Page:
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A guide to how much sleep you really need – and how to improve its quality

January is finally over, but as he head into the second month of 2020 it’s still as cold and miserable as ever.

Many of us find ourselves feeling tired, groggy and less happy during the coldest months of the year when we wake up in the dark and get home in it too.

If you’re feeling a bit run down, then it’s worth paying attention to the Holy Grail of wellbeing – a good night’s sleep.

Getting a night of good quality sleep not only massively lowers your risk of health issues like diabetes and heart disease, but it reduces stress, and improves mood, concentration and creativity.

Sadly, a massive 16 million of us complain of sleepless nights and one third of those claim they have insomnia.

In the past, studies have shown that a quarter of children suffer from poor sleep which can lead to problems in the classroom, with their educational success and with their mental health in the long term.

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In order to help this, Rob Hobson, author of The Art of Sleeping, told the Sun: “One of the best pieces of advice I can give you is that one size never fits all. Sleep issues are complicated, encompassing many areas of health.

“By working through my three core principles of sleep — Behaviour, Environment and Diet — you will address many of the basic areas of sleep hygiene that can help you on the way to achieving the sleep of your dreams.”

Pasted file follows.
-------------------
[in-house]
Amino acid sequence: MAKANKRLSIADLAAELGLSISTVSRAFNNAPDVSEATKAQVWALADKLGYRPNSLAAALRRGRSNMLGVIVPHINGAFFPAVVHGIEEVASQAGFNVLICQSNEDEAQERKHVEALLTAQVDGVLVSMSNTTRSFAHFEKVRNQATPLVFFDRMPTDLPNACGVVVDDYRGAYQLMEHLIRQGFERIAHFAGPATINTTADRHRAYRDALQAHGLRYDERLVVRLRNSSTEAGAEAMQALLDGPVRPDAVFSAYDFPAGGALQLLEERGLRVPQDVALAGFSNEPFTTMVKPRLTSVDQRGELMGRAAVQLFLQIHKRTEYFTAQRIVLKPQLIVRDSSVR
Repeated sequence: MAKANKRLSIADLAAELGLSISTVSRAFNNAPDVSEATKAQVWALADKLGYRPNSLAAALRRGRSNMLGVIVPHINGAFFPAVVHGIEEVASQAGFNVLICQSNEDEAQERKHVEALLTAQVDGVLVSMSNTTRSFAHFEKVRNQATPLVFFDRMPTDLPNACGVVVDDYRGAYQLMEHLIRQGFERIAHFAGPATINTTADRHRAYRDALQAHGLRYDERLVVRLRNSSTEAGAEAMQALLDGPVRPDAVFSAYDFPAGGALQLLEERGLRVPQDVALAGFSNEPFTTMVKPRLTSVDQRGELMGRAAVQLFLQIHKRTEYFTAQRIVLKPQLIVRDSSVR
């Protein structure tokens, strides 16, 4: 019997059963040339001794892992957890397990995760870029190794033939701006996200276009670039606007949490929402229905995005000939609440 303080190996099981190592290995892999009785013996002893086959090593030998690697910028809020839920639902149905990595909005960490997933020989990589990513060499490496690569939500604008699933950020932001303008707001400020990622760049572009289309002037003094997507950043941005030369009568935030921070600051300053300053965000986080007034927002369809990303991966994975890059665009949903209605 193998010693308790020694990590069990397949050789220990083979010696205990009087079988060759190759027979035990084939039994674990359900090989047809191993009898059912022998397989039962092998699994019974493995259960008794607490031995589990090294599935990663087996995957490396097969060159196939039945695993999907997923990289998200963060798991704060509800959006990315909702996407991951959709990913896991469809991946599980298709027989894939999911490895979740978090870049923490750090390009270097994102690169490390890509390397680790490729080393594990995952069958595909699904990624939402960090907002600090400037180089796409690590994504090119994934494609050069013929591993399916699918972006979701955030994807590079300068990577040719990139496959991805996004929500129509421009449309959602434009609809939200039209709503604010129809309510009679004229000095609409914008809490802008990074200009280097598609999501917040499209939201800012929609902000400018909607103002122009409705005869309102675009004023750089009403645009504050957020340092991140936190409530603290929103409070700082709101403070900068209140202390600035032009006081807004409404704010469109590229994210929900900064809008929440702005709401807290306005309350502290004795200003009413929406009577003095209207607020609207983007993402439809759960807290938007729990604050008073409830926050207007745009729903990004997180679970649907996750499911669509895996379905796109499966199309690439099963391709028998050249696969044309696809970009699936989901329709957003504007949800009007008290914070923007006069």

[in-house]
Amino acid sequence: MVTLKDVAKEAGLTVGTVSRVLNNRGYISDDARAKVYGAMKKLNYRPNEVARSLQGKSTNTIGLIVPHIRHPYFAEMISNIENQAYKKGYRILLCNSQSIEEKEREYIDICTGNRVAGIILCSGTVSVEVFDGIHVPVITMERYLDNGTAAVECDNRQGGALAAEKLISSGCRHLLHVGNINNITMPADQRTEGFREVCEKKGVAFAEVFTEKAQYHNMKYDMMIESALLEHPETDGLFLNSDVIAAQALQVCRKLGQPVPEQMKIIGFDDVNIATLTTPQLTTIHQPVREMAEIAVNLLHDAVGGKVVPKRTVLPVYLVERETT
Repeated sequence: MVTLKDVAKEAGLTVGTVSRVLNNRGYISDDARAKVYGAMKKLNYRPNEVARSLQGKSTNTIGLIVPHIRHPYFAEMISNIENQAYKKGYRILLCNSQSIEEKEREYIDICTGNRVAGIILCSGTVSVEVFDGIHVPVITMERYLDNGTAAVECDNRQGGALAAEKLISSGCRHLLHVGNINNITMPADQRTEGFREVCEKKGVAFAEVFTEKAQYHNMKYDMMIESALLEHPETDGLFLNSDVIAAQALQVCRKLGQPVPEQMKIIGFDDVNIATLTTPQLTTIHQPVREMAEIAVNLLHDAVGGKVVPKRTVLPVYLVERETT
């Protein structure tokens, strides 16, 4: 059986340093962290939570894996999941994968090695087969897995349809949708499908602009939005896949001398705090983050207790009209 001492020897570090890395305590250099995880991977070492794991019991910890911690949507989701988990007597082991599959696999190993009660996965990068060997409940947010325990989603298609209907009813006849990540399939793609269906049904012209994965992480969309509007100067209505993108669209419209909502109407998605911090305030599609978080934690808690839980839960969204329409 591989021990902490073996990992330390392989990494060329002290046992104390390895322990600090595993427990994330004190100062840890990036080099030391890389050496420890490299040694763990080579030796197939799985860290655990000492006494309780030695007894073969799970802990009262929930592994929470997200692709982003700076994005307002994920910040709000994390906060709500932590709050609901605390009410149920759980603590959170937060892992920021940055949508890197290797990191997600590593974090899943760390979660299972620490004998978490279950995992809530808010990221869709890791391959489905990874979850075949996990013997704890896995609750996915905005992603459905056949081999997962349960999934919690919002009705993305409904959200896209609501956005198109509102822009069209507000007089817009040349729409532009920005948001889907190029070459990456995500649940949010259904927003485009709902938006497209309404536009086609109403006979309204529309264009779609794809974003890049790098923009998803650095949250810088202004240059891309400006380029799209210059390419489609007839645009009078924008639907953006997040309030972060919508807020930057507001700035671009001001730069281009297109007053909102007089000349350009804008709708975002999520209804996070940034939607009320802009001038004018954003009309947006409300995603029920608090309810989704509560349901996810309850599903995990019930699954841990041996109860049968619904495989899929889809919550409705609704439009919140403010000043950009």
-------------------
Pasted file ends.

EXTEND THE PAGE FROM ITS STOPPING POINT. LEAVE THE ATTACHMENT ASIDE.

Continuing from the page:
Rob believes that your entire day affects your sleep.

His B.E.D plan covers everything from evening behaviour, to your bedroom as a space and what you eat.

Considering we spend a third of our lives sleeping, it’s for the best if we do it well.

He would recommend between seven and nine hours sleep each night for adults, but this varies with your age, sex, health and more.

Here’s how much sleep you should be getting:

  • Babies: Young babies need around 11 hours of sleep, plus two-and-a-half hours sleep in the day.
  • Pre-schoolers: Under five-year-olds need 11.5 hours sleep at night and a one hour to 30 minute nap in the day.
  • Primary kids: Up to the age of 12, children should sleep between nine-and-a-half and 11 hours sleep.
  • Teens: Nine hours.
  • Adults: From 20 and beyond you need seven to nine hours of sleep.
  • Seniors: Your need for sleep reduces to between seven and eight hours.

Studies have previously suggested that women need around 20 minutes more of sleep than men.

And, while its generally believed that older people need more sleep, in actuality they need the least amount of good-quality sleep – they're just not getting it when in bed

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There are three stages to our sleep cycles which determine its quality: Stage I (a light doze), Stage II (middle, restorative sleep) and Stage III (Slow-wave deep sleep, this is the best sleep).

If you fail to spend a decent amount of time in second and third stage sleep then you will not feel refreshed.

Sadly, sleep quality deteriorates as our health does, meaning that as we age we tend to find that our sleep is less high-quality and effective.

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